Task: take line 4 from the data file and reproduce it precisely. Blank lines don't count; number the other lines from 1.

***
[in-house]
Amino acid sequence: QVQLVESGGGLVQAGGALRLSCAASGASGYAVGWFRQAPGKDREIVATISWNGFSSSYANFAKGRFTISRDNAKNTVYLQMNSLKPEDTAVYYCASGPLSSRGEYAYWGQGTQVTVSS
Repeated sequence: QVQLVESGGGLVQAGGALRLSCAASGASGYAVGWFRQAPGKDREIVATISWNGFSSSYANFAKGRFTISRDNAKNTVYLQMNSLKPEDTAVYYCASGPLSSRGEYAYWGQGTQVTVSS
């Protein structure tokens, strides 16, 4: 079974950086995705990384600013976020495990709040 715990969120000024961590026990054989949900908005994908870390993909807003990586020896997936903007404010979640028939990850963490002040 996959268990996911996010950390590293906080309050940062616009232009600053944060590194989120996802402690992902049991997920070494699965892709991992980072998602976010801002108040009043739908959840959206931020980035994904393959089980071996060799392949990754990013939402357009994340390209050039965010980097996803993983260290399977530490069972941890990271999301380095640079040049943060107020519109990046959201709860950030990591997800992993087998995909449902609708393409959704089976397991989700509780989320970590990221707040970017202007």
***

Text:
């Protein structure tokens, strides 16, 4: 079974950086995705990384600013976020495990709040 715990969120000024961590026990054989949900908005994908870390993909807003990586020896997936903007404010979640028939990850963490002040 996959268990996911996010950390590293906080309050940062616009232009600053944060590194989120996802402690992902049991997920070494699965892709991992980072998602976010801002108040009043739908959840959206931020980035994904393959089980071996060799392949990754990013939402357009994340390209050039965010980097996803993983260290399977530490069972941890990271999301380095640079040049943060107020519109990046959201709860950030990591997800992993087998995909449902609708393409959704089976397991989700509780989320970590990221707040970017202007």